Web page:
|Framwellgate Bridge, Durham (illustration from George Gilbert, Cathedral Cities of England 1905)])|
It is understandable that our John Beresford might want to invent a fictitious father to avoid embarrassment. John is a common enough name that the fiction might never be discovered. But why Attorney's Clerk? This is an uncommon occupation, and I wonder why it came into John's mind when he had to choose an occupation for a father he never knew. Possibly he just pulled this occupation out of thin air; it just came to mind. Another possibility is that there was an Attorney's Clerk who he knew, perhaps a man who treated him as a father - although he did, of course, have a step-father, William Fagan. But just maybe, his father really was an Attorney's Clerk named John.
For all their errors, ancient and modern, census records really are quite amazing. I tend to cite them in household units, but the enumerator books contain household upon household, and one can obtain a view of the neighborhood by examining a series of records around the household of particular interest. In the previous post I cited the 1851 enumeration of John, his mother and step-father (as William and Elizabeth Faigan and John Barrowford). However, in reviewing the whole page, the occupation of Attorney's Clerk just jumped out at me! Here is the household in question; it is only three schedules away from the Faigans.
1851 England Census at Framwellgate, Durham:
Thomas Caldcleugh Head Widr 66 Joiner Journeyman Durham
John Do Son U 26 Attorney's Clerk Do Framwellgate
Cathrine Do Daur U 22 Do Do
Sarah Do Niece 11 Do Do
and the schedule next to the Faigans on the other side:
Isabella Caldcleugh Head U 36 Laundress Durham Framwellgate
Fredrick Do Son 15 Grocers App Do Do
Sarah Caldcleugh Daur 11 Scholar Durham Framwellgate
The Fagans (as other documents attest) and Caldcleughs knew each other as more than neighbors. If you look back at the marriage certificate for William Fagan and Elizabeth Beresford (about 18 months previously, 27 Oct 1849), you may notice that one of the witnesses to the marriage is Cathrine Caldcleugh. I am not sure of the pronunciation, but I suspect it must be something like "Colcluff".
During the next decades the Fagans and Caldcleughs moved apart. By 1861, the Fagans are living at Claypath, Durham, while there are still Caldcleughs at Framwellgate. Frederick Caldcleugh, 26, is a "Cabinet Maker employing 1 boy", with a wife and three children. In the same household, Frederick's uncle John Caldcleugh, 36, is a "Solicitor's Managing Cl[erk]".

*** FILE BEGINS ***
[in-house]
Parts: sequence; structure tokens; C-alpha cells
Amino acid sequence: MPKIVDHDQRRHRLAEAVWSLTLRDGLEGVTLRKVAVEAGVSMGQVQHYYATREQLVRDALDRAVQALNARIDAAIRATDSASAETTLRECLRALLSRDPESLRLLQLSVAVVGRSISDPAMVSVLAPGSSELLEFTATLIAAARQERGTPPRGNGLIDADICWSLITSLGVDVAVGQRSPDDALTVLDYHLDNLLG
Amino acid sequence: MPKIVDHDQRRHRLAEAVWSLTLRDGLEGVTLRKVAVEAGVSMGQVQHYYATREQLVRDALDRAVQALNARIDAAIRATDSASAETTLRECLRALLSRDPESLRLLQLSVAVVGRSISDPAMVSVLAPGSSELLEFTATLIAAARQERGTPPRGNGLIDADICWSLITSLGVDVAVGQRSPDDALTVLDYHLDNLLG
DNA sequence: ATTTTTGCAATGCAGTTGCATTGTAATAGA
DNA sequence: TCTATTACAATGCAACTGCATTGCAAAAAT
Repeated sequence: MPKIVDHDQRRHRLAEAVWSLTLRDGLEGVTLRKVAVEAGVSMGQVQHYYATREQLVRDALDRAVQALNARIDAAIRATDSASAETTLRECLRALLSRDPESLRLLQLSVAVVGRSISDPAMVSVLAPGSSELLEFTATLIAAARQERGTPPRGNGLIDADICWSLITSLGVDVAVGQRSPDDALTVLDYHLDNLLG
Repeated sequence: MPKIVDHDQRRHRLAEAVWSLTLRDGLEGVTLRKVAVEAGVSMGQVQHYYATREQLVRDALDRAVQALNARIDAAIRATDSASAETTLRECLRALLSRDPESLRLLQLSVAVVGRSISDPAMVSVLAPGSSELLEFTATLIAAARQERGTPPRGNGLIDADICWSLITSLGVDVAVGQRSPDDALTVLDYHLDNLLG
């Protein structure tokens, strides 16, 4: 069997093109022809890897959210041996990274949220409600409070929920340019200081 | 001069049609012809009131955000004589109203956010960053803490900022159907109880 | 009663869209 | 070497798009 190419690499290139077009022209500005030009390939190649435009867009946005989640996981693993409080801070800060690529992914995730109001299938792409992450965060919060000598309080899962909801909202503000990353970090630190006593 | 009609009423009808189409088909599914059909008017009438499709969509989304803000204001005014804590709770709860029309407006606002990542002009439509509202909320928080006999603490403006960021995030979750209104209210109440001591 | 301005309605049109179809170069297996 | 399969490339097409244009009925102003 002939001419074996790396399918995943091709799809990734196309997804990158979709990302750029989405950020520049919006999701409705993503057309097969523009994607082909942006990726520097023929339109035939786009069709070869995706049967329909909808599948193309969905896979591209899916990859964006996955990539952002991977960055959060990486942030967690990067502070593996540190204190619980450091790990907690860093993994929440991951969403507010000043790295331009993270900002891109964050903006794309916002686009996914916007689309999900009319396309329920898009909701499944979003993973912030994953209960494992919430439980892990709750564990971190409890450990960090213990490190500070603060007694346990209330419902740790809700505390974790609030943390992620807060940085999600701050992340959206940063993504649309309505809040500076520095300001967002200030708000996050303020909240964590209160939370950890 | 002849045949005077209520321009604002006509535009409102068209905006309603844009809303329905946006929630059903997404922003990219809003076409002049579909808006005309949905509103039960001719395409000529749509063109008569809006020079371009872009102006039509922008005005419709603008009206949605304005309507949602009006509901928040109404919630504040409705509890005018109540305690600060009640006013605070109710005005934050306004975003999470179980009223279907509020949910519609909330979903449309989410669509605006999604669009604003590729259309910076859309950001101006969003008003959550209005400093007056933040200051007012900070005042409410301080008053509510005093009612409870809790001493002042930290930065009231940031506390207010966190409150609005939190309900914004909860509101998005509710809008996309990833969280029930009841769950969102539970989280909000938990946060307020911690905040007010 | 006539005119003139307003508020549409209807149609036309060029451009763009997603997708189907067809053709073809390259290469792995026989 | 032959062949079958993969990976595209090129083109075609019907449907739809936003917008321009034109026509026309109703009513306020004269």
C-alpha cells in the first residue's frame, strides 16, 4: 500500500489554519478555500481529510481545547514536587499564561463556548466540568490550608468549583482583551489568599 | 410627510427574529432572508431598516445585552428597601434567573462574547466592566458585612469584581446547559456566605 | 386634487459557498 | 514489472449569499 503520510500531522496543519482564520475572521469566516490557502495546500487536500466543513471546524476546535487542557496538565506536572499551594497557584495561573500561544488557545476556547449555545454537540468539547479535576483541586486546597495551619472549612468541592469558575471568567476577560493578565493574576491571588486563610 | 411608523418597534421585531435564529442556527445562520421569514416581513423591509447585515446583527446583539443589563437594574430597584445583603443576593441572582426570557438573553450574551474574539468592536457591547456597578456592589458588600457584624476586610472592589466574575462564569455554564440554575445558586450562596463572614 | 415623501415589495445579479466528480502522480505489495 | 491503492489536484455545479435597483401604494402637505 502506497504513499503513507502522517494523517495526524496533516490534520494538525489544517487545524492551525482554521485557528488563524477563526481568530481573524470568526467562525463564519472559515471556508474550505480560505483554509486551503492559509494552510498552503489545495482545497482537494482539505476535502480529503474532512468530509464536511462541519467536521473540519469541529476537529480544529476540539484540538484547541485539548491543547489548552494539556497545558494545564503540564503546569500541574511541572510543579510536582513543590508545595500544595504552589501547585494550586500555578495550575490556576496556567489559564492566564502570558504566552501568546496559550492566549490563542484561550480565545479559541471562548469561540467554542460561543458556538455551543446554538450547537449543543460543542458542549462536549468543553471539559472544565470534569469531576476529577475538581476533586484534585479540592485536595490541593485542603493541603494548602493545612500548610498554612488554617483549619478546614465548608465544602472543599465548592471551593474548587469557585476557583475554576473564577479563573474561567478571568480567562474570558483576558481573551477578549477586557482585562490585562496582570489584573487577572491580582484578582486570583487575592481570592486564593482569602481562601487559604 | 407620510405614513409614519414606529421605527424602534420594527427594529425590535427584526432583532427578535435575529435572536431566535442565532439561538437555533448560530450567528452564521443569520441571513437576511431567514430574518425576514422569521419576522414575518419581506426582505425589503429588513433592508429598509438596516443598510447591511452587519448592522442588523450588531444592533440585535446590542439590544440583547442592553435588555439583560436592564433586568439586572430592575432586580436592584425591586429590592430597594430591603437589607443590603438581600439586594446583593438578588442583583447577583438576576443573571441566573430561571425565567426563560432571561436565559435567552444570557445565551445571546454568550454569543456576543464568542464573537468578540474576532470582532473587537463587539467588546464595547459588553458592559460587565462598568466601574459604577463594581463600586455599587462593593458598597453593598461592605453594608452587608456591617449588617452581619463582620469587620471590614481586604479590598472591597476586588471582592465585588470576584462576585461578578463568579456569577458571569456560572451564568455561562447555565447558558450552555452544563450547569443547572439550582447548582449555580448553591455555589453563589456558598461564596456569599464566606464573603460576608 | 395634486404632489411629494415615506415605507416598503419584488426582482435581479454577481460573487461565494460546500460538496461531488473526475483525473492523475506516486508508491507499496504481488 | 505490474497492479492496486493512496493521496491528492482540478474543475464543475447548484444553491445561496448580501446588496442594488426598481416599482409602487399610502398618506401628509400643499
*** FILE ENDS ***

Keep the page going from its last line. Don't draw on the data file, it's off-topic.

In 1871, John Caldcleugh, 46, "Solicitor's Clerk", is still at Framwellgate, now married to Hannah Webster, and with their son, daughter and father-in-law, By 1881, they had moved to Elvet at which time he was still a "Solicitor's Clerk". By 1891, still in Elvet he was County Court Clerk. He died 27 January 1894, a county court clerk, aged 68.
The evidence for paternity is circumstantial. But I don't think that John Beresford's choice of occupation for his father on his marriage certificate arose by chance. John Caldcleugh may have been a father figure in John Beresford's life, and the latter may have remembered his occupation of Attorney's Clerk. But John Beresford must have had a father, and John Caldcleugh must be a person of interest to be ruled in or out.
John Caldcleugh had two children by Hannah Webster. His daughter Mary Isabella (1869-1923) died unmarried. His son Thomas Henry (1866-1958) married Ellen Atkinson (1871-1959). They had two daughters: Ruth, who died in infancy 1912; and Mary (1908-?), who married Cyril Edward Stabler (1903-1965). Cyril and Mary Stabler had a daughter, who is probably still living.
Why do I mention John Caldcleugh's known descendants? In the absence of documentary evidence, it is possible that John Beresford's ancestry might be solved by DNA analysis. As the price of genealogical DNA sequencing comes down we might yet find a genetic link (or else rule one out) between Beresford and Caldcleugh descendants. Alas, as a step-descendant I have none of John Beresford's DNA, although I would gladly coordinate such a project. Contact me if you're interested.